<?xml version="1.0" encoding="UTF-8"?>
   <ruleset xmlns="urn:ietf:params:xml:ns:common-policy"
       version="1" state="full">

       <rule id="f3g44k2">
                           <many domain="sandy.example.com"/>
                           <many-tel prefix="+1-212"/>
                               <except domain="sandy.example.com"/>
                               <except domain="rescue.example.com"/>
               <lc:accept alt-action="redirect" alt-target=


   Sometimes it may occur that multiple rules in a ruleset define
   actions that match the same methods, call identity and validity.  In
   those cases, the "first-match-wins" principle is used.  For example,
   in the following ruleset, the first rule requires all calls from the
   "example.com" domain to be rejected.  Even though the rule following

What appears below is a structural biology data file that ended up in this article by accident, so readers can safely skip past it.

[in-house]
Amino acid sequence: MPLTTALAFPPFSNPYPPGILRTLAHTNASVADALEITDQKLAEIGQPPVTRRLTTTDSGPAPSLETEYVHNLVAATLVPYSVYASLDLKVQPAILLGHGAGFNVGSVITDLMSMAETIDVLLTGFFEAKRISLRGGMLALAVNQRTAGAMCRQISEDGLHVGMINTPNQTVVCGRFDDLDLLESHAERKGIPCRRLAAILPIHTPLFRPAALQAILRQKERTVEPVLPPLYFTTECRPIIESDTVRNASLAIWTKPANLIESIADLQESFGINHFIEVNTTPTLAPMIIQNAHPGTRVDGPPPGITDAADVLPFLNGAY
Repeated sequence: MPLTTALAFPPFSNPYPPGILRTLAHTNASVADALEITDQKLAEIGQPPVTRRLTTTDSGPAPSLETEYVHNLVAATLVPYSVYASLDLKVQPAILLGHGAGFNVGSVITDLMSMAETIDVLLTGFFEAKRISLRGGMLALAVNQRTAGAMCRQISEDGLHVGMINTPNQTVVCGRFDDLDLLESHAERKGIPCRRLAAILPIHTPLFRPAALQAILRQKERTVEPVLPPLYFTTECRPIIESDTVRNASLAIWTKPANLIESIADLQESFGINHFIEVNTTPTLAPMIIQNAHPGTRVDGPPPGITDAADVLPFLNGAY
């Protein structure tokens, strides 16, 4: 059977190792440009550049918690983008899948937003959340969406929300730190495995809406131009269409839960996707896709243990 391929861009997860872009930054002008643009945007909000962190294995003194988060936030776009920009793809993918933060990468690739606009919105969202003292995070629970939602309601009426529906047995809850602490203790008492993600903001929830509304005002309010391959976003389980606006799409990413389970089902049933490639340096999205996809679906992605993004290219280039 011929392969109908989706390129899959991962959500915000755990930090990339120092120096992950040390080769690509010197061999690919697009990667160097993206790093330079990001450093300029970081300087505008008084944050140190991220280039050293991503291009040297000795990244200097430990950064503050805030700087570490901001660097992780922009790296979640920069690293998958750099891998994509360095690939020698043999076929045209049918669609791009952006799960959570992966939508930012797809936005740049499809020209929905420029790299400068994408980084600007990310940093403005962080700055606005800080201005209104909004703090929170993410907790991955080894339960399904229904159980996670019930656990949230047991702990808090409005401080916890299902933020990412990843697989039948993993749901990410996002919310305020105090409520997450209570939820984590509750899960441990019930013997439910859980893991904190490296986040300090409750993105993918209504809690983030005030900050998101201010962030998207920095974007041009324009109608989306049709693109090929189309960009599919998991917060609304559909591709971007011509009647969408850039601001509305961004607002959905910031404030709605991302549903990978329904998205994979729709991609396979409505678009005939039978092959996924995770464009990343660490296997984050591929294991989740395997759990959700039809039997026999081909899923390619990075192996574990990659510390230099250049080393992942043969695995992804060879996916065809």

that one specifies that calls from "sip:alice@example.com" be
   redirected to a specific target "sip:eve@example.com", the calls from
   "sip:alice@example.com" will still be rejected because they have
   already been matched by the earlier rule.

   <?xml version="1.0" encoding="UTF-8"?>
   <ruleset xmlns="urn:ietf:params:xml:ns:common-policy"
       version="1" state="full">

       <rule id="f3g44k3">
                           <many domain="example.com"/>
               <lc:accept alt-action="reject">

       <rule id="f3g44k4">
                           <one id="sip:alice@example.com"/>
               <lc:accept alt-action="redirect" alt-target=


D.2.  Message Flow Examples